Linda and Larry Owen of Ellisville are marking their 50th wedding anniversary in August.
Even earlier, on this Monday, May 28, is the 40th Annual Gypsy Caravan. It will be the 34th consecutive Memorial Day that the Owens' Cross-Eyed Cricket Antiques has sold wares there. Their triple-tent of fine costume and estate jewelry is among the longest running booths.
Linda likes its purpose: a benefit for the St. Louis Symphony.
"When our kids, our two boys, were growing up in Carrollton before we moved to west county, I remember them going to the symphony when they were in grade school. They loved it. It's a wonderful thing to have children experience it at that age," she said.
Their sons were 12 and 10 when they began selling collectibles and antiques at Gypsy Caravan. Larry joined Linda on weekends because they loved antiques. Now he is retired from AT&T (Southwestern Bell) and their older son, Eric, lives in West Virginia. Trevor, their other son, lives in St. Peters and works the show with them. Another change? He provides weather information from his phone.
They missed the first Gypsy Caravan at Northwest Plaza. They settled in at the old Arena, which they called the Checkerdome then — outside, indoors and in the Annex, which later burned down. St. Louis University and a lot across from Union Station punctuated two stints at the University of Missouri-St. Louis campus, its present home. Their encased jewelry requires bright light, so they set up on the parking lot, rather than in one of 72 covered spaces.
Larry said weather can be an issue. Lightning at 5 a.m. once delayed setup. He likened the hunters of antiques, crafts and other treasures another year amid rain — the sale goes on if the sun shines or not — to happy ducks in boots and rain gear.
"We started selling a variety of things — a little bit of glassware, small furniture," Linda said. In the era for homespun Americana, they sold country crocks, wooden benches, antique medicine bottles, railroad mementos, butter churns, coffee grinders, mantles and glassware.
"In the '80s jewelry hit very big. Jewelry books came to the market and people started seriously to collect," she said. They settled on it as well, dealing in designer pieces, many glitzy and glamorous, including patriotic victory, fly pins and eagles.
They met in first grade and were high school sweethearts. Linda developed a love of jewelry while working in a department store in Springfield, Mo. This year's inventory includes an Unger Bros. brooch made about 1900.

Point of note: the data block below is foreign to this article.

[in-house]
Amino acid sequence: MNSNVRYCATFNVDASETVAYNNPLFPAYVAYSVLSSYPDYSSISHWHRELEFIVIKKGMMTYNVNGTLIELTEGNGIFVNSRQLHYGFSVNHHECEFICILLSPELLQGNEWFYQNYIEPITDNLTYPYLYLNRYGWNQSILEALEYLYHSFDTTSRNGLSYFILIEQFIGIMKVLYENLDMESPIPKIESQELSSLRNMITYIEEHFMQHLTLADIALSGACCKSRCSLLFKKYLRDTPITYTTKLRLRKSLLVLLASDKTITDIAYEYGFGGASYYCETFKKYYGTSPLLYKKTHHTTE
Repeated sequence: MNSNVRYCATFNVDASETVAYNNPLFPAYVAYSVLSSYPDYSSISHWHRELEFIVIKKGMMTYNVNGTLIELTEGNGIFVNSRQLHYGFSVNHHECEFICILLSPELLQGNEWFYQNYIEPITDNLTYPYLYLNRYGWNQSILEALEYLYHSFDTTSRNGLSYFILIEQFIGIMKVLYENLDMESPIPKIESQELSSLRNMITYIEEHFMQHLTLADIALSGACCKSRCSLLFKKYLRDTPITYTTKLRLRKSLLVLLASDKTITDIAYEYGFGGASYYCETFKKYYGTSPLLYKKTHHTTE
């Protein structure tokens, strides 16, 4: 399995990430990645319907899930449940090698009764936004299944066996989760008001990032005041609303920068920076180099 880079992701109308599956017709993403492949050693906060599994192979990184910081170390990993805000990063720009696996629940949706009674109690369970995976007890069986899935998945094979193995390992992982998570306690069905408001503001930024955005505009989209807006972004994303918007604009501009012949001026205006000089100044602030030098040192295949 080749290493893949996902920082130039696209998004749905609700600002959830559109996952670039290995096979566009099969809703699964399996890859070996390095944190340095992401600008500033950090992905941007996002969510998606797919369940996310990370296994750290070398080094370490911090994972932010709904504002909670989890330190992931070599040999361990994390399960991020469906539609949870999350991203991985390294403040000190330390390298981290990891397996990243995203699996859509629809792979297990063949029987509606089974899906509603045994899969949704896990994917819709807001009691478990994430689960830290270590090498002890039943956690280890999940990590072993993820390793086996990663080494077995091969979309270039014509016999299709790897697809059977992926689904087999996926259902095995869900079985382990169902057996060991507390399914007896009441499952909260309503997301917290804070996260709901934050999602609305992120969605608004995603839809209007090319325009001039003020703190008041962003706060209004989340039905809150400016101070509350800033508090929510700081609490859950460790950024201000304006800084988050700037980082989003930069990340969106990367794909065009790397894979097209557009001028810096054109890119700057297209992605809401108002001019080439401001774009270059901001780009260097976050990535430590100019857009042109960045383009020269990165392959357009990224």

Not just sellers, they love to hunt treasures from more than 300 vendors from 20 states at Gypsy Caravan, too.
"We collect an awful lot of things for our personal use, from children's sleds to teddy bears," Larry said.
A vendor must have stamina at Gypsy Caravan, unusual for its size in an outdoor location. Committed volunteers create a workable environment that helps the symphony. While customers can fulfill dreams online or stop at an antique mall with multiple options, up to 20,000 shoppers are expected on Monday.
Linda urges them to wear comfy shoes and bring an umbrella to avoid sun or rain.
Treasures found there are show-offs later. A blue bowl would highlight fresh blueberries in chicken salad. This recipe is from the Chilean Fresh Fruit Association (www.chileanfruitonline.com).
Fresh Blueberry Chicken Salad with Almonds
2 whole, cooked chicken breasts, diced
1/2 cup chopped red onion
1 tbsp. rice vinegar
1/2 cup minced green onion
1/4 cup chopped flat-leaf parsley
1/2 cup dried cranberries
1 cup fresh blueberries
1/2 cup low-fat mayonnaise
2 tbsp. plain yogurt
1/4 cup sweet mustard
1/4 cup toasted almonds
Sprinkle red onion with rice vinegar. In bowl, toss with chicken. Gently fold in green onion, parsley, cranberries and blueberries to mix.
In small bowl, blend mayonnaise, yogurt and sweet mustard well. Fold into salad. Garnish with almonds.
Makes 6 servings; 322 calories, 13 g (3 g saturated) fat, 66 mg cholesterol, 255 mg sodium, 22 g protein and 3 g dietary fiber each. Double recipe for 8 to 12 servings.